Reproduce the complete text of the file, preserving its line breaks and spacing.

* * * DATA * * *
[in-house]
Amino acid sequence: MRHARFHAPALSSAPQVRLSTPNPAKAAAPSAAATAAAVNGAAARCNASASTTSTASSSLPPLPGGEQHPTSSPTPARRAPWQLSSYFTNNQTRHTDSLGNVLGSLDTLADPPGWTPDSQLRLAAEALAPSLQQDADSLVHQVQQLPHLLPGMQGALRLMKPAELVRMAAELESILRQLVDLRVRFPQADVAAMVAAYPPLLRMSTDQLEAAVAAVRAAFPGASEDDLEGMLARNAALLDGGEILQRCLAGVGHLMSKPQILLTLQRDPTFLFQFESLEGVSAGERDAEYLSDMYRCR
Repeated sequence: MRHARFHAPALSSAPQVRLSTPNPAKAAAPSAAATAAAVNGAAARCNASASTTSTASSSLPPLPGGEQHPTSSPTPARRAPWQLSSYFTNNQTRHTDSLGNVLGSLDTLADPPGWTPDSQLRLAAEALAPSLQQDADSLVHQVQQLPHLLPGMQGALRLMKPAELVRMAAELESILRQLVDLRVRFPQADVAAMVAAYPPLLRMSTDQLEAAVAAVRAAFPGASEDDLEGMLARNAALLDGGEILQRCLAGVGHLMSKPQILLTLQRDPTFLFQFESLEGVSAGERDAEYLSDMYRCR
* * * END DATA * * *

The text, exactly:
[in-house]
Amino acid sequence: MRHARFHAPALSSAPQVRLSTPNPAKAAAPSAAATAAAVNGAAARCNASASTTSTASSSLPPLPGGEQHPTSSPTPARRAPWQLSSYFTNNQTRHTDSLGNVLGSLDTLADPPGWTPDSQLRLAAEALAPSLQQDADSLVHQVQQLPHLLPGMQGALRLMKPAELVRMAAELESILRQLVDLRVRFPQADVAAMVAAYPPLLRMSTDQLEAAVAAVRAAFPGASEDDLEGMLARNAALLDGGEILQRCLAGVGHLMSKPQILLTLQRDPTFLFQFESLEGVSAGERDAEYLSDMYRCR
Repeated sequence: MRHARFHAPALSSAPQVRLSTPNPAKAAAPSAAATAAAVNGAAARCNASASTTSTASSSLPPLPGGEQHPTSSPTPARRAPWQLSSYFTNNQTRHTDSLGNVLGSLDTLADPPGWTPDSQLRLAAEALAPSLQQDADSLVHQVQQLPHLLPGMQGALRLMKPAELVRMAAELESILRQLVDLRVRFPQADVAAMVAAYPPLLRMSTDQLEAAVAAVRAAFPGASEDDLEGMLARNAALLDGGEILQRCLAGVGHLMSKPQILLTLQRDPTFLFQFESLEGVSAGERDAEYLSDMYRCR